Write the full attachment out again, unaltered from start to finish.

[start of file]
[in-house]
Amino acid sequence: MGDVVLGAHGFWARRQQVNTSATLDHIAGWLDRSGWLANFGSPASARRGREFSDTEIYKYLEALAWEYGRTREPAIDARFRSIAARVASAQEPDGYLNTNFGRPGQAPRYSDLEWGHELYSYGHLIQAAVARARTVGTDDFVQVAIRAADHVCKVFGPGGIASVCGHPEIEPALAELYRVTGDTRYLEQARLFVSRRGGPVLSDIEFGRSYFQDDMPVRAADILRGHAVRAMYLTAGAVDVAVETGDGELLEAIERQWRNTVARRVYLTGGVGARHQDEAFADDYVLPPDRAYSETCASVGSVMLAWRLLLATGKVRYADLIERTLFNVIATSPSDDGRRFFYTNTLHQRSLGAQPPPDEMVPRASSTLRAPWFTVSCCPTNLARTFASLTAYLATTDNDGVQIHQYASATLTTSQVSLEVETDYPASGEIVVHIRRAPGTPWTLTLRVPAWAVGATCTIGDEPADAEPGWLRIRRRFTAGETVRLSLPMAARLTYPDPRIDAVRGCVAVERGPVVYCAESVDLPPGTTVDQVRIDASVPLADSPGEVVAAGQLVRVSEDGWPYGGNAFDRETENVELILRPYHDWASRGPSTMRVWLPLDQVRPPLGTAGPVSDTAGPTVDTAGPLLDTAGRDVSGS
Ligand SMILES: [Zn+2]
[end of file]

[in-house]
Amino acid sequence: MGDVVLGAHGFWARRQQVNTSATLDHIAGWLDRSGWLANFGSPASARRGREFSDTEIYKYLEALAWEYGRTREPAIDARFRSIAARVASAQEPDGYLNTNFGRPGQAPRYSDLEWGHELYSYGHLIQAAVARARTVGTDDFVQVAIRAADHVCKVFGPGGIASVCGHPEIEPALAELYRVTGDTRYLEQARLFVSRRGGPVLSDIEFGRSYFQDDMPVRAADILRGHAVRAMYLTAGAVDVAVETGDGELLEAIERQWRNTVARRVYLTGGVGARHQDEAFADDYVLPPDRAYSETCASVGSVMLAWRLLLATGKVRYADLIERTLFNVIATSPSDDGRRFFYTNTLHQRSLGAQPPPDEMVPRASSTLRAPWFTVSCCPTNLARTFASLTAYLATTDNDGVQIHQYASATLTTSQVSLEVETDYPASGEIVVHIRRAPGTPWTLTLRVPAWAVGATCTIGDEPADAEPGWLRIRRRFTAGETVRLSLPMAARLTYPDPRIDAVRGCVAVERGPVVYCAESVDLPPGTTVDQVRIDASVPLADSPGEVVAAGQLVRVSEDGWPYGGNAFDRETENVELILRPYHDWASRGPSTMRVWLPLDQVRPPLGTAGPVSDTAGPTVDTAGPLLDTAGRDVSGS
Ligand SMILES: [Zn+2]